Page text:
Until Recently, Cuban boxers who wanted to go professional had to defect to another country. Cuba has had a ban on professional boxing since 1962, but that ban has now been lifted. Today, we’re going to take a look at what this means for Cuban boxers, and the sport of boxing, going forward.
The Calling Cards of Cuban Style Boxing
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Cuban boxers have long dominated the amateur ranks of the sport, and it's not hard to see why. The ‘Cuban school’ of boxing is extremely technique and timing-focused, producing a style of incredibly well-defended fighters who can create and take advantage of openings with pinpoint, picture-perfect shots.
For examples of this, we can look at deadly southpaw Luis Ortiz at heavyweight and Guillermo Rigondeaux at super bantam. These two athletes also prove that the defense first, ‘hit and don’t get hit,’ style that allows Cuban boxers to dominate in the amateur scene can translate over to the professional ring with great success.
What This Means For Cuban Boxers
The lift on this moratorium means that far more talented Cuban amateurs will be able to compete and earn money in the professional boxing ring without having to defect to another country. This will create a ton of opportunities for sponsorships, lucrative hometown fights, and in general, give the Cuban boxer a chance to make a living competing in the sport they love.
What This Means For Boxing
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We are very quickly going to see a huge rise in Cuban contenders in the sphere which may cause a lot of problems for fighters who have more heart than technique. There is a reason Luis Ortiz was avoided by all of the heavyweight champions until he started showing his age. There is a reason Lomachenko was one of the only elite low-weight fighters willing to tangle with Rigondeaux: Cuban fighters are very, very good. Their fighting philosophy is similar to the Eastern European style exemplified by Ukrainian fighters like Vasyl Lomachenko and Oleksandr Usyk: they hit and they do not get hit. They also tend to have limitless gas tanks due to their style, emphasizing quick and precise movement, which means they’re a threat for all 12 rounds.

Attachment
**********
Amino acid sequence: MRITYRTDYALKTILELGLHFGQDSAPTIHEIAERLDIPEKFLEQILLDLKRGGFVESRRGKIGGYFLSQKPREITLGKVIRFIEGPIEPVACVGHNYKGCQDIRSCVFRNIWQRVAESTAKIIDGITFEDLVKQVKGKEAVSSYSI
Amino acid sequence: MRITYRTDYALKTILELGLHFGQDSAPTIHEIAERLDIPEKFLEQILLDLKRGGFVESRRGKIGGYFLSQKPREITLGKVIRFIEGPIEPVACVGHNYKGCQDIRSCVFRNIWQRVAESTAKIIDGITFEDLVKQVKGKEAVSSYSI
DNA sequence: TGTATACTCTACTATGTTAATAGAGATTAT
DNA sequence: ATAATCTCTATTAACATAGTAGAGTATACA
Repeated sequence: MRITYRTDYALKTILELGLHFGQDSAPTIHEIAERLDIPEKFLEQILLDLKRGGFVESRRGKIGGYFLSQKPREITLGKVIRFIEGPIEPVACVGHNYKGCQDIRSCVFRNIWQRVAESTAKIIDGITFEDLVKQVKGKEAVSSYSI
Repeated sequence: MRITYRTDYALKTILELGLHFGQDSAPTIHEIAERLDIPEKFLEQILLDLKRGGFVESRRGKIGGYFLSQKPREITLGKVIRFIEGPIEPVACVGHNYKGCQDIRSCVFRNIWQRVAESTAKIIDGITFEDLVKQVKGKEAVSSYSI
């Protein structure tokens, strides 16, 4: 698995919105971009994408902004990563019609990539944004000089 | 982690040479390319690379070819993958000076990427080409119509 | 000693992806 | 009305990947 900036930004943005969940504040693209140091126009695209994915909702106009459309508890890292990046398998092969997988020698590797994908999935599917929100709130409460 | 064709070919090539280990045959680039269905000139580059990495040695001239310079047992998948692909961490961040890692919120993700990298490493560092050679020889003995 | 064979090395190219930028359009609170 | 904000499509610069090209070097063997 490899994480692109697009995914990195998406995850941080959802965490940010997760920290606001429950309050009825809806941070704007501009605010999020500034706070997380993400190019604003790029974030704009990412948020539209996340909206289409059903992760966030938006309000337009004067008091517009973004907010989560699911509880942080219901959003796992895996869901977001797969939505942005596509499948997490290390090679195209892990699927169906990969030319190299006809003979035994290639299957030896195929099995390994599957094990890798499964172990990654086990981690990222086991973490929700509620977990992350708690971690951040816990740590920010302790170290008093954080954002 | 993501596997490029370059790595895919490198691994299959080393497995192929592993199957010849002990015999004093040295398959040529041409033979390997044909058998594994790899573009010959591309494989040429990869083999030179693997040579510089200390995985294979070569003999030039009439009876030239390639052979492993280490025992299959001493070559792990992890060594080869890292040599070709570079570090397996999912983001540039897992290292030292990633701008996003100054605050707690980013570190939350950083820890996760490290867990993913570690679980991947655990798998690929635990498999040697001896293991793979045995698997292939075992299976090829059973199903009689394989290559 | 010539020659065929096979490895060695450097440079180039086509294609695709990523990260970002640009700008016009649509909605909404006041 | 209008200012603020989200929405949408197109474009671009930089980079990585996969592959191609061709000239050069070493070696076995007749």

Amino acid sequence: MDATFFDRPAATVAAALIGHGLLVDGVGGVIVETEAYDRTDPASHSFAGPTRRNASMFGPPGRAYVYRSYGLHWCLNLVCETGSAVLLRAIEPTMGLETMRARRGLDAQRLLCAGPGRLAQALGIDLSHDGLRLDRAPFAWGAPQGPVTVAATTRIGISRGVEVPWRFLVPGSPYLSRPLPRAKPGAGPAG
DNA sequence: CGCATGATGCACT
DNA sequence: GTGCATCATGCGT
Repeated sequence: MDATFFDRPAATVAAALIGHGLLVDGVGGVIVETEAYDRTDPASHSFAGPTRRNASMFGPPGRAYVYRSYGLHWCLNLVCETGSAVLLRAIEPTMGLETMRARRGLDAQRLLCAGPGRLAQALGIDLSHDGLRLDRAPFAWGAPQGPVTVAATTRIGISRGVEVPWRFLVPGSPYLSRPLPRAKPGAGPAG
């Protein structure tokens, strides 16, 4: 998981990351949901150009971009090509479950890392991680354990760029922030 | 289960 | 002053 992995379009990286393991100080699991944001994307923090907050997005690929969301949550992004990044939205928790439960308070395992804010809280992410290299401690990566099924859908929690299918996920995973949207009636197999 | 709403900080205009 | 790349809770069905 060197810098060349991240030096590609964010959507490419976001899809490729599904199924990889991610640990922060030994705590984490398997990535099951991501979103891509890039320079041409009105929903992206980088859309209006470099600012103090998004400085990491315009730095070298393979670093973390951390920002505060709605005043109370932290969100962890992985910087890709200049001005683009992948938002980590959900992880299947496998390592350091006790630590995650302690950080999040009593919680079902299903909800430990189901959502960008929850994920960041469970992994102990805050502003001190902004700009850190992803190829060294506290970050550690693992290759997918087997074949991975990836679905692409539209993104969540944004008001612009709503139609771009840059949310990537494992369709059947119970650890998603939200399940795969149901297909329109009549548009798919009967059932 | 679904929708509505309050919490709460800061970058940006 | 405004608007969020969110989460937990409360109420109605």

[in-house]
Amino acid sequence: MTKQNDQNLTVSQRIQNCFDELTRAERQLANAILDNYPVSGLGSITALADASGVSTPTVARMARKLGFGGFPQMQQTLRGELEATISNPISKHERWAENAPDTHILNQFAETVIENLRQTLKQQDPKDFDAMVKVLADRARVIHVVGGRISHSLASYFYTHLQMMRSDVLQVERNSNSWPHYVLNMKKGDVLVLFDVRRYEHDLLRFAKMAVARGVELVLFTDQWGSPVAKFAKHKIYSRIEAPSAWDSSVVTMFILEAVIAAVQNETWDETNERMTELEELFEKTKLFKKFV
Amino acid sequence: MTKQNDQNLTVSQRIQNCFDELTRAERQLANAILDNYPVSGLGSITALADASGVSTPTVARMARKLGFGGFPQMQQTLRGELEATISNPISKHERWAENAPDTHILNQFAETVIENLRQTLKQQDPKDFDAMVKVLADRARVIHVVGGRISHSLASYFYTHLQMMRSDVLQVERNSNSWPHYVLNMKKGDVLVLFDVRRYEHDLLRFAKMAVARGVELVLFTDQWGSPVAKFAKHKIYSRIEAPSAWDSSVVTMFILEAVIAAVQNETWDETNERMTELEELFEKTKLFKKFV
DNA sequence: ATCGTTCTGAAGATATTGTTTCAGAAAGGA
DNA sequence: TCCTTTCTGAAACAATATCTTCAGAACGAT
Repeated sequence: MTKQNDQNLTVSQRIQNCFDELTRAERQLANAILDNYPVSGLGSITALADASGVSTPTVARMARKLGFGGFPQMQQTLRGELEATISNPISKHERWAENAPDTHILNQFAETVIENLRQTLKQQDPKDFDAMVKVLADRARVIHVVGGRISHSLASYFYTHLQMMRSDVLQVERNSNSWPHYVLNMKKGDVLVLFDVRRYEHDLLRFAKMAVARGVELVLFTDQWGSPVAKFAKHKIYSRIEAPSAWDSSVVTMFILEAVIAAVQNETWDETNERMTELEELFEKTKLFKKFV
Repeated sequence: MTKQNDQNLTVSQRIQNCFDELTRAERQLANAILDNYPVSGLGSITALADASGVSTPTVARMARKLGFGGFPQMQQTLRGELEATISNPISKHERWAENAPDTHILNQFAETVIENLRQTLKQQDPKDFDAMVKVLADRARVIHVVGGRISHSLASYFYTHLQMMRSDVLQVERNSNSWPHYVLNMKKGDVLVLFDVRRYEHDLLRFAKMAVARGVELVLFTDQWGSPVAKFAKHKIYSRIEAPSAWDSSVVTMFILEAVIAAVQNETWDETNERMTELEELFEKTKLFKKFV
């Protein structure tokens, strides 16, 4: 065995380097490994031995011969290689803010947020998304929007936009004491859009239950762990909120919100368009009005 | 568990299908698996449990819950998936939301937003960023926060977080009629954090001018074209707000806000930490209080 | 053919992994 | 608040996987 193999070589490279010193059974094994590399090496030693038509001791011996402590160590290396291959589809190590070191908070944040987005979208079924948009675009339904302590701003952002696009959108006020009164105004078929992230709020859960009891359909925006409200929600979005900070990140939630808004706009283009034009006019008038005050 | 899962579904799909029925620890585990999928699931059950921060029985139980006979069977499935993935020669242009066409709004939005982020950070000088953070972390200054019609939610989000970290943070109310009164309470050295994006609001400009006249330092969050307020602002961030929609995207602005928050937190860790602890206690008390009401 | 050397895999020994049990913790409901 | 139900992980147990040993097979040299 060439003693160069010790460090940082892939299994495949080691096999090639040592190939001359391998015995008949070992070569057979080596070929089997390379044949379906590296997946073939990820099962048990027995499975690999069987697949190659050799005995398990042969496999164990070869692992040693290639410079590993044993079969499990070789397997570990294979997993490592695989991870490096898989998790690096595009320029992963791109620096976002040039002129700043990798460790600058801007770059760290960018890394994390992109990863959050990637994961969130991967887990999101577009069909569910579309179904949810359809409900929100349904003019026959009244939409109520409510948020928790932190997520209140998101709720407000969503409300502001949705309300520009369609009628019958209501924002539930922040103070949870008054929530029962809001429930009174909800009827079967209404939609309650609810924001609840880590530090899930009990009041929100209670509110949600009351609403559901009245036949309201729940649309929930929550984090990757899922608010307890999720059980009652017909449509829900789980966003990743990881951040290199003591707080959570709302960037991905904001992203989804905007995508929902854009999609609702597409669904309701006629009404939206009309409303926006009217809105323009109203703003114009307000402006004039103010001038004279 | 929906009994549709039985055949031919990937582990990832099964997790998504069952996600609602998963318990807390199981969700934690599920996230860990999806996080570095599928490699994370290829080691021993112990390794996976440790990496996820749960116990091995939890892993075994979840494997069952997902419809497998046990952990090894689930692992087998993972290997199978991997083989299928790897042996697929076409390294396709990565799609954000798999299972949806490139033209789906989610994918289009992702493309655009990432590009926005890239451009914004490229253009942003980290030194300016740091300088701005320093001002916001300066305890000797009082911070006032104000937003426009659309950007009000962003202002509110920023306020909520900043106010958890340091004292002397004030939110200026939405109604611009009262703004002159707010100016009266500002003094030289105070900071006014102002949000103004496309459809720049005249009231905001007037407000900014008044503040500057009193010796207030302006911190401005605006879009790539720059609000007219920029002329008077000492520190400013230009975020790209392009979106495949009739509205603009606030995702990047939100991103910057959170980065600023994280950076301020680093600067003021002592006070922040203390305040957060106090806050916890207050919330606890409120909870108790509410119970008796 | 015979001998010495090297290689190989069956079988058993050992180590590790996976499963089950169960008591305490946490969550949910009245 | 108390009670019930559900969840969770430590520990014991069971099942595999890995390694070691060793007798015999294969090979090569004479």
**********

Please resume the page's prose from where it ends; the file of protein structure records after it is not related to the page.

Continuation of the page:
First of all, congratulations to the Cuban boxers who are finally allowed the chance to earn a living in the sport they love. And second, this move will create an extremely competitive environment in the sport that will lead to some truly incredible technical showdowns in the future. That’s a huge win for all boxing fans.